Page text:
“Let us see what Squirt does flying solo.” ~ Crush, Finding Nemo
As I watched my baby boy play at a local indoor play center, I saw him go from play area to play area having fun and exploring. While playing in the kitchen and food area, the toy shopping cart he was attempting to push while also holding a toy shopping basket, fell. I sat and watched him try to pick the shopping cart back up from the floor with his one free hand. I thought about going over there to help him out, but then figured I’d take the opportunity to let him figure it out on his own.
Source: Lisa Sexton/Flickr
I may have seemed like an otherwise distracted mom or maybe even a mean mom for not helping him and letting him struggle instead, but I knew that what I was doing was actually going to be a good thing for him. It took him a few tries of awkwardly holding the basket in one hand and unsuccessfully trying to pick up the shopping cart with the other, but he eventually figured out what had to be done. He proceeded to put the basket down, picked up the shopping cart, then picked the basket back up. Voila! My 2-year-old was able to resolve the problem on his own without the help of his mother.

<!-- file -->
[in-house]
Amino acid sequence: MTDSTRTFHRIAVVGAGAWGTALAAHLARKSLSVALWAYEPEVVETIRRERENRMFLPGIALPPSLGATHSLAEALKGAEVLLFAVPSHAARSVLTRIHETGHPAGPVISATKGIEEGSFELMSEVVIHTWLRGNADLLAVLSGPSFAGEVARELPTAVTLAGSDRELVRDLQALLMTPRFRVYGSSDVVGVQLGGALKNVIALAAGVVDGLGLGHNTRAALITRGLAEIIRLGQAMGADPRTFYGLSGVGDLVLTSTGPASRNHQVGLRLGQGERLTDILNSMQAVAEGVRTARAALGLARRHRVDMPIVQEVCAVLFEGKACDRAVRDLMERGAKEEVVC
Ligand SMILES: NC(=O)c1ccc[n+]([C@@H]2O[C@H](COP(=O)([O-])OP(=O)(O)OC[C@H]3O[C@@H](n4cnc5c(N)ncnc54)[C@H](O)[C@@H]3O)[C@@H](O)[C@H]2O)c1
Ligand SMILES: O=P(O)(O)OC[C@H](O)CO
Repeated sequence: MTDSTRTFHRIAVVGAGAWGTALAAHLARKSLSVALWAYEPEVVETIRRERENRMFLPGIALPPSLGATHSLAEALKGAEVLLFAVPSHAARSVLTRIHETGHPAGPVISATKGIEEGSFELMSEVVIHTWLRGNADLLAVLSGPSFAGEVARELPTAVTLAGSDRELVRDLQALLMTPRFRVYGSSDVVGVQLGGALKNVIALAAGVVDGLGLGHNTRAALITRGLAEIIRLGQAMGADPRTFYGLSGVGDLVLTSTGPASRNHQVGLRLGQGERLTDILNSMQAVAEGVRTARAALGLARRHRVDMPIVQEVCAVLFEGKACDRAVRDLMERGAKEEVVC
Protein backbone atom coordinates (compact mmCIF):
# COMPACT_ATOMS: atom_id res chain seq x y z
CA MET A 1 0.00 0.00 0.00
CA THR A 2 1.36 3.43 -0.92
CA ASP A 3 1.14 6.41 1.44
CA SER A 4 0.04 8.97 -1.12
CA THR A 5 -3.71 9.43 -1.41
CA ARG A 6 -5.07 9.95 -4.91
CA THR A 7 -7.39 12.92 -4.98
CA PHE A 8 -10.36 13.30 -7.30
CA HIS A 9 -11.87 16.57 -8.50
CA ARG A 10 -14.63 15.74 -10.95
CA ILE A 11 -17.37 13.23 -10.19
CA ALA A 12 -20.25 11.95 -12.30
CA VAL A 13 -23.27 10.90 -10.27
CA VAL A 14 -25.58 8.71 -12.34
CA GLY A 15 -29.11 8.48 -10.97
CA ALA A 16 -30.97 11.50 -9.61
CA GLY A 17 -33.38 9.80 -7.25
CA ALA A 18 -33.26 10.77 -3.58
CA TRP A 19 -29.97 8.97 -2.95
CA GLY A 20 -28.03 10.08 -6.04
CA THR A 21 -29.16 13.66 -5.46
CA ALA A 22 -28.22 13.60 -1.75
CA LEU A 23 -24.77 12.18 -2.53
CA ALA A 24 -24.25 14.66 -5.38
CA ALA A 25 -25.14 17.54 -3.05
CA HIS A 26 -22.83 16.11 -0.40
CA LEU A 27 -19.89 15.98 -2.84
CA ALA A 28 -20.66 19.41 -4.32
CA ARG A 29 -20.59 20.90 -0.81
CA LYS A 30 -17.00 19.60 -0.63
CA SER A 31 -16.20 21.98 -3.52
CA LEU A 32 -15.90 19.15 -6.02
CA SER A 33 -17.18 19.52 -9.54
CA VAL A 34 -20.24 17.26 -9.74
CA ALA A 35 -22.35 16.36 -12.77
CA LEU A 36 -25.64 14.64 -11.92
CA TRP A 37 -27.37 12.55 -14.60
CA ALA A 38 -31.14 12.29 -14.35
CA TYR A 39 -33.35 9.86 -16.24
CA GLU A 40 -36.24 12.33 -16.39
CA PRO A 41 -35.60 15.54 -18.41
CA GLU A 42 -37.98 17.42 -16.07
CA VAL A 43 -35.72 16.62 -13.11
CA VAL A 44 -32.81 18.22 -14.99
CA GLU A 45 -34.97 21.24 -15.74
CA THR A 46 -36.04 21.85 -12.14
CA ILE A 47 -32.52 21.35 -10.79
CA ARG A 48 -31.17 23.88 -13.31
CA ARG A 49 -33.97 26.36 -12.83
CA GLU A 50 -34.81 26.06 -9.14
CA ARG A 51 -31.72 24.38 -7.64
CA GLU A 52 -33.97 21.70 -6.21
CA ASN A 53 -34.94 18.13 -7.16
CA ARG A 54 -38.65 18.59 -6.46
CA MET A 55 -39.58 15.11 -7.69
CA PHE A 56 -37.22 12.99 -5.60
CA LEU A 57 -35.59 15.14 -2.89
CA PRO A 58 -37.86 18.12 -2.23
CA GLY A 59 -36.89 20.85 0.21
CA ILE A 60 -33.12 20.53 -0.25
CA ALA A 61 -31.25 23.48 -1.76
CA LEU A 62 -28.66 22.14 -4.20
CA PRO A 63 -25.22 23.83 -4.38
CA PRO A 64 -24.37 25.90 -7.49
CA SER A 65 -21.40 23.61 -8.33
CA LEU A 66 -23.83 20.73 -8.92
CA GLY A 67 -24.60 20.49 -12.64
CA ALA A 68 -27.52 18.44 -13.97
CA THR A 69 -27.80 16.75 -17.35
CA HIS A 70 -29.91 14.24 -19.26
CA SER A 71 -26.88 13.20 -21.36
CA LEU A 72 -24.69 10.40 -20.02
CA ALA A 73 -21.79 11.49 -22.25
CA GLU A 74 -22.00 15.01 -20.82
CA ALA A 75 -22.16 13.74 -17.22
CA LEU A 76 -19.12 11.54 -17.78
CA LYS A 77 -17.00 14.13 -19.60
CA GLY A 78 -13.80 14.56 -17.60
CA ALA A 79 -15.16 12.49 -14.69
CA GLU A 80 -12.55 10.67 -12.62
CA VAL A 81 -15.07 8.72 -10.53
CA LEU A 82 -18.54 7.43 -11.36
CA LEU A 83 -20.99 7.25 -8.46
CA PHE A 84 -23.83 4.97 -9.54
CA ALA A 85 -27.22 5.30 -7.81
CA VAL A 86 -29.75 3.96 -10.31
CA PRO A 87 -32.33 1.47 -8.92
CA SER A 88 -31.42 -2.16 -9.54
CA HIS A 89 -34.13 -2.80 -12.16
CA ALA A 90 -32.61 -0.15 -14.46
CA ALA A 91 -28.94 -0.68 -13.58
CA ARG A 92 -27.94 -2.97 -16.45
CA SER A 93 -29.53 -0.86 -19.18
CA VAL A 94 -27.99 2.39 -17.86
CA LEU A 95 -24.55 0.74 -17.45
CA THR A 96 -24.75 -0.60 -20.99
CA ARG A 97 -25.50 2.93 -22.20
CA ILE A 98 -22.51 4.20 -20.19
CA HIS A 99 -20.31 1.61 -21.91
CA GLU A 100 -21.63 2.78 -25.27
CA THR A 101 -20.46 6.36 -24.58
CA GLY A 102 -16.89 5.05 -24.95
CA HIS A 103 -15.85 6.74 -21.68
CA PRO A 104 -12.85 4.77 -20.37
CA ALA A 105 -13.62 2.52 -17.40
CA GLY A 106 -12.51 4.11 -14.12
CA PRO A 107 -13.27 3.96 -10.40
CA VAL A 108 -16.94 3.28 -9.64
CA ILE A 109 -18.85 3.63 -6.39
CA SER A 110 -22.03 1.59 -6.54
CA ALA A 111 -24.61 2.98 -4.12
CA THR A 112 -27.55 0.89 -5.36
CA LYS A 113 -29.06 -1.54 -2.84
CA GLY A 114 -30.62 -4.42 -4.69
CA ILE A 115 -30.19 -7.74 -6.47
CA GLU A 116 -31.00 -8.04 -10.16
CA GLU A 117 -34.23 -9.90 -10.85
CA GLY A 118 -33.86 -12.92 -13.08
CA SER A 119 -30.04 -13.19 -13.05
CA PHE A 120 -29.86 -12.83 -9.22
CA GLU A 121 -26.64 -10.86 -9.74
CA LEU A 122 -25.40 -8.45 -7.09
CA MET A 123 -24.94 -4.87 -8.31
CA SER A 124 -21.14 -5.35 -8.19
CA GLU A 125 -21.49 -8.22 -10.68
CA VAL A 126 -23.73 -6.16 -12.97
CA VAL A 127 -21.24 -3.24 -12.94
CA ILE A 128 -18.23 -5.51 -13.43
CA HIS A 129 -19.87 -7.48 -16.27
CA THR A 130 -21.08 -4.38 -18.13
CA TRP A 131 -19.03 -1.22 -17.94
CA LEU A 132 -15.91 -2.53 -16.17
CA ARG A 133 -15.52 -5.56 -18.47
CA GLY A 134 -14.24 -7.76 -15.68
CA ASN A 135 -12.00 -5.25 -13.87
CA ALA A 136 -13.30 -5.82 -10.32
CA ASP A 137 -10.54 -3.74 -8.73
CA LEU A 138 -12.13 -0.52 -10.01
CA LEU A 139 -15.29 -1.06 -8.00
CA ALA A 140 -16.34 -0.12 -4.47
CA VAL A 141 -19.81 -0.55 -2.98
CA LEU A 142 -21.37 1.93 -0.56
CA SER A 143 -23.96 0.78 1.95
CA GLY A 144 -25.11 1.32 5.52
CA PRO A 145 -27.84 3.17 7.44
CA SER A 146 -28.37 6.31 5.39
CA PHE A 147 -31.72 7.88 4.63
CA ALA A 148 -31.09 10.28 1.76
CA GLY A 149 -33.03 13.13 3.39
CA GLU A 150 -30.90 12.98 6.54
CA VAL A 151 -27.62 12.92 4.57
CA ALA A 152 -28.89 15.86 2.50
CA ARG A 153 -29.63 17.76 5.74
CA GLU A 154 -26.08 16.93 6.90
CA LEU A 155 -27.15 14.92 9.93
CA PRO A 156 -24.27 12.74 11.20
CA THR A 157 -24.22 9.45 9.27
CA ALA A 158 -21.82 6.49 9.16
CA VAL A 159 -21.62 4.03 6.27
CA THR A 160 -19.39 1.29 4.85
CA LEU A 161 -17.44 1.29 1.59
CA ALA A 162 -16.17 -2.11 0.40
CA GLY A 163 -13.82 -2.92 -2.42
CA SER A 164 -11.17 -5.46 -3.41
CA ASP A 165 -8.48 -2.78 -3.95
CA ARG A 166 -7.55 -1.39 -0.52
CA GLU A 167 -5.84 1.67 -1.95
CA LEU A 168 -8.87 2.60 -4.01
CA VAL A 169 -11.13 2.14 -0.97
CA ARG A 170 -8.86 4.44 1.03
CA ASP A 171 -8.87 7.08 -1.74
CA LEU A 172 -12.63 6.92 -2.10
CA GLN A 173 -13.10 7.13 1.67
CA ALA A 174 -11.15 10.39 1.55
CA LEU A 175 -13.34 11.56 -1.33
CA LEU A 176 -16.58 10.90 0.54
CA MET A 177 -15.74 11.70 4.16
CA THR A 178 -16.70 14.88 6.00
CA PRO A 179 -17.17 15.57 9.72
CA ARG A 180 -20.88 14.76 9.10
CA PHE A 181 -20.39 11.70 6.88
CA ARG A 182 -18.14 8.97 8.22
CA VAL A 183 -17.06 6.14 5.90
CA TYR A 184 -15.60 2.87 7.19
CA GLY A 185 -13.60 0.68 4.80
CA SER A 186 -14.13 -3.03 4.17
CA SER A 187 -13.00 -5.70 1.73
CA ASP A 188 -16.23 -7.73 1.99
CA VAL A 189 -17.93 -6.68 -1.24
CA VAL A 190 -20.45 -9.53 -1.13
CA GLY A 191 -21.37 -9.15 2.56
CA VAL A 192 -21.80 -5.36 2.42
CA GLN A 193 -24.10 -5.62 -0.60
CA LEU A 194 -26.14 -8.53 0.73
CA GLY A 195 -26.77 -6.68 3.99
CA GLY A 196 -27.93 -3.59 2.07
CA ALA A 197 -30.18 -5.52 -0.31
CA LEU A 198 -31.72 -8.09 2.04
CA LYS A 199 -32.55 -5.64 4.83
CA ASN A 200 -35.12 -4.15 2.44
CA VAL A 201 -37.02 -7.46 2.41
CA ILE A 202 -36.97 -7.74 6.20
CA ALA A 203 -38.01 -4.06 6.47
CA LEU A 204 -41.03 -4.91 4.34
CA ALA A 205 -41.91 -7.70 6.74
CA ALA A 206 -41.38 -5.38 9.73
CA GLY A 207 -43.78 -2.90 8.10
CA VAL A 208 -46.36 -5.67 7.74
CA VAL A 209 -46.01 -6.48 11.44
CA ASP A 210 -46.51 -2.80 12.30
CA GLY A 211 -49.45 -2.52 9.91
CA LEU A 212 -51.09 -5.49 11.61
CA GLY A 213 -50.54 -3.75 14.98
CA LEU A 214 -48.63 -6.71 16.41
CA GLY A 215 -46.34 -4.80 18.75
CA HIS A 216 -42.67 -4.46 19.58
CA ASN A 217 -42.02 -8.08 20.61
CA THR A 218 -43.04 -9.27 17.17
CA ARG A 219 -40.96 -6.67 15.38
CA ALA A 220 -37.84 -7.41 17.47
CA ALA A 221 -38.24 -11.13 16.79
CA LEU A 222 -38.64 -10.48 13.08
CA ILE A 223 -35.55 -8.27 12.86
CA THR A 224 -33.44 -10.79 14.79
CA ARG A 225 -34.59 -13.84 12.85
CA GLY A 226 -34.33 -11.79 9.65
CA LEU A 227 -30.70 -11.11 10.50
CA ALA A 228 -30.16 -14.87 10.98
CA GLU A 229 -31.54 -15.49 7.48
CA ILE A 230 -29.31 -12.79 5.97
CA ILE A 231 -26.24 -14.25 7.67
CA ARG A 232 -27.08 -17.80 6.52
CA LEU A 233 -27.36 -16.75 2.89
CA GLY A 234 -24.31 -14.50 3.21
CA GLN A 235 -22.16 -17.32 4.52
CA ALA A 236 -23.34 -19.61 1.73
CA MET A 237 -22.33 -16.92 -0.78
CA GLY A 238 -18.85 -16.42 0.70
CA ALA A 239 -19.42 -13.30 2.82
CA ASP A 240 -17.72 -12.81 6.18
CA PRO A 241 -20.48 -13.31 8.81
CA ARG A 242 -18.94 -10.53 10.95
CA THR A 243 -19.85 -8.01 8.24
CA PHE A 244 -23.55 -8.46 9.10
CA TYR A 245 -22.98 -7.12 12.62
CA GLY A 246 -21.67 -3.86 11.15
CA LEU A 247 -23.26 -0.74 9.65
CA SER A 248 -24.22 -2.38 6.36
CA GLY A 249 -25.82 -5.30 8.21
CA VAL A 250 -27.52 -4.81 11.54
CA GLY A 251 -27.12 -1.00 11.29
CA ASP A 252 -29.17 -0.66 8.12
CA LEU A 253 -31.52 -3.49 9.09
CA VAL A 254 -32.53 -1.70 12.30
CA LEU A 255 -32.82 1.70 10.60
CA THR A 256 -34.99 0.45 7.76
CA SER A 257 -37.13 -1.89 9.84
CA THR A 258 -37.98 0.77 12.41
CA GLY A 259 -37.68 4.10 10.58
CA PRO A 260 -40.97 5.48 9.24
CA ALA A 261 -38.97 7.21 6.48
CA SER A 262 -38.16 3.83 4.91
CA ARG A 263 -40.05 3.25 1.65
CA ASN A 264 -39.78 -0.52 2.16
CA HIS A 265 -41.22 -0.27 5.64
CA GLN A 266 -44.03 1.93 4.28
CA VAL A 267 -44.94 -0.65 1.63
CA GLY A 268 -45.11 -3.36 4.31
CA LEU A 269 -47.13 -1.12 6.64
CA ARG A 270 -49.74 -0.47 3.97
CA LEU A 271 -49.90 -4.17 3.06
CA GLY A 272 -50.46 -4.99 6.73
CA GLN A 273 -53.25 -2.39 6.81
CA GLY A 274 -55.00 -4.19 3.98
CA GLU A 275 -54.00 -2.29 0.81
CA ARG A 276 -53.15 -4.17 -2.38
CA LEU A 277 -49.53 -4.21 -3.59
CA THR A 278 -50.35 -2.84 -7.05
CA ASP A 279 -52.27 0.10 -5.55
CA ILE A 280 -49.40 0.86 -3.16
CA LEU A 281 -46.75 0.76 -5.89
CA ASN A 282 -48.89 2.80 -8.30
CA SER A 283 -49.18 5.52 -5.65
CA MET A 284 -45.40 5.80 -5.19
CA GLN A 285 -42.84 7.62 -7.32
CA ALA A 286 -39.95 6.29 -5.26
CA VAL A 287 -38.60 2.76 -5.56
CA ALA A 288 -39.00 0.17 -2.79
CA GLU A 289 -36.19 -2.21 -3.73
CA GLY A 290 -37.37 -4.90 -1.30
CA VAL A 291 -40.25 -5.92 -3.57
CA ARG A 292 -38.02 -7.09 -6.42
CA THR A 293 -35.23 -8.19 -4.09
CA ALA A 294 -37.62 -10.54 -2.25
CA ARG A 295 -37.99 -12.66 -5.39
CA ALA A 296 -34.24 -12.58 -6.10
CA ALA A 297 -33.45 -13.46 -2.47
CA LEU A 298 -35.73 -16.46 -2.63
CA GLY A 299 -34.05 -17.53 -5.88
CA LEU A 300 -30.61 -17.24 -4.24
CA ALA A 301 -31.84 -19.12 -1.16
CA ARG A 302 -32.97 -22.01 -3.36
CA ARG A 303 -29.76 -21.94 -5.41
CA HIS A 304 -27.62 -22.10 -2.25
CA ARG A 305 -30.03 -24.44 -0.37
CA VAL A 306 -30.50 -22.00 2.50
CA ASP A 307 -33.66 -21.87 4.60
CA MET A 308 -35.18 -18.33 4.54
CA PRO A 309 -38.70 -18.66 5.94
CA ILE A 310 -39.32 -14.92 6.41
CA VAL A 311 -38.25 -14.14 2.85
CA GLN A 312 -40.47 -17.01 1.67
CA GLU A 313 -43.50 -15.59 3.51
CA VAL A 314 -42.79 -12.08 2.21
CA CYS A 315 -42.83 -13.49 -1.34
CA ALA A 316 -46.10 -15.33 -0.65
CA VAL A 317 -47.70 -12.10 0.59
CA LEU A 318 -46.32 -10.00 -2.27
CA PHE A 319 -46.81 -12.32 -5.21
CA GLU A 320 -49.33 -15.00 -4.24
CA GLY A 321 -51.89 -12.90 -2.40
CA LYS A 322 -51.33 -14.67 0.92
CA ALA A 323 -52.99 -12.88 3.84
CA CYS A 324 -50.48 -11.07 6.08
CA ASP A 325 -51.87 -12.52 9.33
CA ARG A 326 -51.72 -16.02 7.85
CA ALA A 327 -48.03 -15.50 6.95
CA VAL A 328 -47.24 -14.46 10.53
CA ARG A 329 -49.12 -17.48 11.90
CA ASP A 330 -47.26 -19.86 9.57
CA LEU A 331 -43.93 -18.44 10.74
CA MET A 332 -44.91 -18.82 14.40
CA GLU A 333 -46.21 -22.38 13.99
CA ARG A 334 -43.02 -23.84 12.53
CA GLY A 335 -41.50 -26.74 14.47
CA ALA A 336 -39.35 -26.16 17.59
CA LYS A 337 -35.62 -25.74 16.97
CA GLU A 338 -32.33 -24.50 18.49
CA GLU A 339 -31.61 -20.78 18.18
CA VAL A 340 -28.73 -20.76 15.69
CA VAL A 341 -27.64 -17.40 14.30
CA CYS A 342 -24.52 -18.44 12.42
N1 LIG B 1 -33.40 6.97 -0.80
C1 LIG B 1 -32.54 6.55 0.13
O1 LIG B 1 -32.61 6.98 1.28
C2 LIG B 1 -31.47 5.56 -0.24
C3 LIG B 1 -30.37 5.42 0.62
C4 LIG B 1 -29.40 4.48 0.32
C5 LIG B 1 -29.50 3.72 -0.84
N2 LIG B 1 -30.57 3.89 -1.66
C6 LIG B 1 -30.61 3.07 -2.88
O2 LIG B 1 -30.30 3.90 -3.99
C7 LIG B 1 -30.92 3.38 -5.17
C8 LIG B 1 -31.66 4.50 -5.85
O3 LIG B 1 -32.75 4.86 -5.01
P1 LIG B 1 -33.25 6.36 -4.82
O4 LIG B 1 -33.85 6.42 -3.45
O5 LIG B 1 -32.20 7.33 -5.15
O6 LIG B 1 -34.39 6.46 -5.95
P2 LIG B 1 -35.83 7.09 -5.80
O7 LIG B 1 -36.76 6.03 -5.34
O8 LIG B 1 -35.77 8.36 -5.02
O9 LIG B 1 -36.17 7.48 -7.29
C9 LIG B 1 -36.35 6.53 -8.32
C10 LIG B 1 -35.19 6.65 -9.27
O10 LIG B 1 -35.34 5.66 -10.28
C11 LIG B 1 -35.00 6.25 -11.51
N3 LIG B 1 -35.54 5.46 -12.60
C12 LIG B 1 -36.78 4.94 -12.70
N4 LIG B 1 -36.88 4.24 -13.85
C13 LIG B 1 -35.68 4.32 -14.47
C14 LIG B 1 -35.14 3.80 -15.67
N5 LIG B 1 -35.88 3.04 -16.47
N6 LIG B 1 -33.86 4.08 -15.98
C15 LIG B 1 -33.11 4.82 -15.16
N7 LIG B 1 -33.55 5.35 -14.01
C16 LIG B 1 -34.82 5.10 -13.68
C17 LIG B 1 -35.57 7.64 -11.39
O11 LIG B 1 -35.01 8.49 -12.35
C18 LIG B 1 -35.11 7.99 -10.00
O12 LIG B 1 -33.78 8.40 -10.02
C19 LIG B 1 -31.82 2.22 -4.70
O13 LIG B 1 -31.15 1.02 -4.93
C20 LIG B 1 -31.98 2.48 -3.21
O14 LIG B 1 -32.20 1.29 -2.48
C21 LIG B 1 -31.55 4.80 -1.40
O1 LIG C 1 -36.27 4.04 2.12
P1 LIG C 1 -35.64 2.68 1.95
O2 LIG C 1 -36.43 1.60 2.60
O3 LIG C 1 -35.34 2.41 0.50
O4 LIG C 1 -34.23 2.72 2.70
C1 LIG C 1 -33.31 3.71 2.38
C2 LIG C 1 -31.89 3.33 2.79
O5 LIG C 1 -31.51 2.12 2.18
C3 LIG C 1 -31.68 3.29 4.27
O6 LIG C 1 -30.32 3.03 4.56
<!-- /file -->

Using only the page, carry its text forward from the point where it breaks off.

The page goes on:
I was so proud of him and honestly, proud of myself for restraining that motherly instinct of rushing over to “save” him. It took some effort, but I’m glad I followed through and just observed him. In just that short instance, my toddler learned some problem-solving skills, and did not have to depend on someone else to “fix” the issue for him. I can’t think of a better lesson I could have given him that day.